You never think it will happen to your child, until you get a gut-wrenching private message from a distraught friend filing a missing child report. Though her teenage son was swiftly found several states away, he was a victim of grooming, cyberstalking, and sextortion.
Supporting online protection for children goes hand-in-hand with National Stalking Prevention Month. Why? Cyberstalking is a growing menace – especially to our young people.
What is cyberstalking?
Stalkingawareness.org calls stalking “a pattern of behavior directed at a specific person that would cause a reasonable person to fear for the person’s safety or the safety of others; or suffer substantial emotional distress.”
Cyberstalking and cyberbullying are like identical twins – very hard to tell apart! Stalking of any kind creates a fear-based power dynamic over another person. Cyberstalking includes any act of online bullying.
“Cyberstalking is a term that refers to the misuse of the Internet or other technology to stalk and harass someone. A stalker may contact you by email, social media sites, a messaging app, or through other online spaces/websites.” – WomensLaw.org
Who is most vulnerable to cyberstalking?
Stalking used to be a somewhat rare crime of passion or bullying most often committed by adults against adults. Not anymore!
According to a 2022 Pew Research study, 97% of teens use the internet daily and 46% of teens say they are online constantly.
That’s not all – 48% of young adults, ages 18-29, surveyed in another study say they have already experienced severe forms of online harassment (often not reported as cyberstalking).
Teens and even tweens are in a high-risk category for cyberstalking, cyberbullying, and online grooming. The stakes are way too high to ignore!
Parent alert: 3 common danger zones for cyberstalking
1. Social media
Not surprisingly, social media is reported as a primary online gateway for cyberstalking. Even scarier is the rapidly growing number of tweens who are on social media (despite the so-called age restrictions). A 2022 New York Times article reported on alarming Common Sense Media survey results. An average tween logs five hours and 33 minutes of daily screen time, including social media time.
2. Private messaging features
Most social media apps include private messaging options. Private messaging or chat features are hidden danger zones where predators, stalkers, and bullies often target their victims.
Parents should also be aware that popular gaming apps, such as Roblox, have chat features, too. (Pro tip: disable chat and set a security pin for Roblox in particular.)
3. Text messaging
Text messages are easily hidden or deleted, so cyberstalking may start in the form of sextortion via text. In turn, sexting is an easy gateway to sextortion.
Talking to your tweens and young teens about sexting and sextortion (including cyberstalking) before you give them a phone or online access is absolutely vital. (Here’s our handy guide to help with this conversation!)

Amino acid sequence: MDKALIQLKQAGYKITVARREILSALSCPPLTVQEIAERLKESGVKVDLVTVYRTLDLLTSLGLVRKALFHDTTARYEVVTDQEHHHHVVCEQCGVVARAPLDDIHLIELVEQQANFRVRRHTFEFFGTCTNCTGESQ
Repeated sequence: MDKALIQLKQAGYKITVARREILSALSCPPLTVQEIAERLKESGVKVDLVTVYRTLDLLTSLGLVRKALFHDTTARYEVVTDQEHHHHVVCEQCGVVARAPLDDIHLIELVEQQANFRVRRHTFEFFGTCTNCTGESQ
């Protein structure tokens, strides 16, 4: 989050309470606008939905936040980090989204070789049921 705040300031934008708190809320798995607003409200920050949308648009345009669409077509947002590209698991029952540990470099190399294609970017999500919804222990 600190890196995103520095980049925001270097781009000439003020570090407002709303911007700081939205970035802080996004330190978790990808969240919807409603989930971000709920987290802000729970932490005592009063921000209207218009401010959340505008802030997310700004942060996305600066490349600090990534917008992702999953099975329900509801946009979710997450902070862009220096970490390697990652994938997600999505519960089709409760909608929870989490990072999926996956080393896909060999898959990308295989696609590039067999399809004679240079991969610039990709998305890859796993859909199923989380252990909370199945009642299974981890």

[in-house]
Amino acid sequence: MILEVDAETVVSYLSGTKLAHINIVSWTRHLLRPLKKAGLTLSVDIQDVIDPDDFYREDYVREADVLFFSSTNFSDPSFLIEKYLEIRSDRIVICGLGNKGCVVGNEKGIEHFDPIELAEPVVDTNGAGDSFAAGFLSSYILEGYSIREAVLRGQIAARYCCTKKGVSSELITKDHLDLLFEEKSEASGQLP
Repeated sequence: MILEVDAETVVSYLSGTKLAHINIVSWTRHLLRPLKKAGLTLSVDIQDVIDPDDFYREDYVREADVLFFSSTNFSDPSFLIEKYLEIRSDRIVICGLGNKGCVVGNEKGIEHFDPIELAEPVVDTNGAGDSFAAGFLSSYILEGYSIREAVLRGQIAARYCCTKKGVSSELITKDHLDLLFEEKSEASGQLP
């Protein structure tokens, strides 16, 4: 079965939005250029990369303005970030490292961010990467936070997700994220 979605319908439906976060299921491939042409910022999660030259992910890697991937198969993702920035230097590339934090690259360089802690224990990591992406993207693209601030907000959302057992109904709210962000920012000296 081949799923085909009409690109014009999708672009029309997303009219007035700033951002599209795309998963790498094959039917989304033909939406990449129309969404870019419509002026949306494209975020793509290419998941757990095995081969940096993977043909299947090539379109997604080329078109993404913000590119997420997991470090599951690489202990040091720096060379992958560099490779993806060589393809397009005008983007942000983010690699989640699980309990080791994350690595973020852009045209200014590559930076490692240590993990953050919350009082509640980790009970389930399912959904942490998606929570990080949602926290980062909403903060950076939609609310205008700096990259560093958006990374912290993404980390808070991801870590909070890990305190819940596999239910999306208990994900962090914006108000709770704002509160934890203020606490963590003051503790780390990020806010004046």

Why cyberstalking matters to everyone
It’s illegal to sell alcohol to minors – IDs required, right? But somehow the internet has escaped this kind of safety net for children. We are beginning to reap the consequences!
Underage perpetrators – porn’s toxic influence
Recently, Sexual Assault Nurse Examiners (S.A.N.E nurses) are noting an abnormal rise of Child on Child Sexual Abuse. Children show up in the ER with signs of sexual abuse – and their abuser is a minor sibling or friend.
One S.A.N.E nurse, Heidi Olson, links this to the easy access children have to porn. Porn twists normal childhood development and understanding of healthy, appropriate relationships. Consent is greatly blurred by porn.
As a result, some children are becoming sexual predators – clueless about boundaries. This ranges from cyberstalking, cyberbullying, and sextortion to actual physical sexual assault, child on child sexual abuse. Many simply never get caught young or taught better.
Do we really want our future generations of societal leaders – doctors, lawyers, judges, politicians, educators, and law enforcement – to grow up normalizing sexual violence of any kind?
Cyberstalking, social media, and teen dating violence
Cyberstalking is a crime with the potential of escalating into actual physical sexual assault or even human trafficking.
For example, sexting and watching porn is often a gateway to teen dating violence. Since porn normalizes sexually violent behaviors, many teens who regularly view porn have been desensitized. Social media also normalizes highly sexualized behaviors in teens. TikTok is one prime example!
Due to these influences, a young person may not even realize they are actually cyberstalking. However, cyberstalking is a crime with lasting consequences including a criminal record. Cyberstalking criminal charges range from a Class A misdemeanor to a felony for repeat offenders.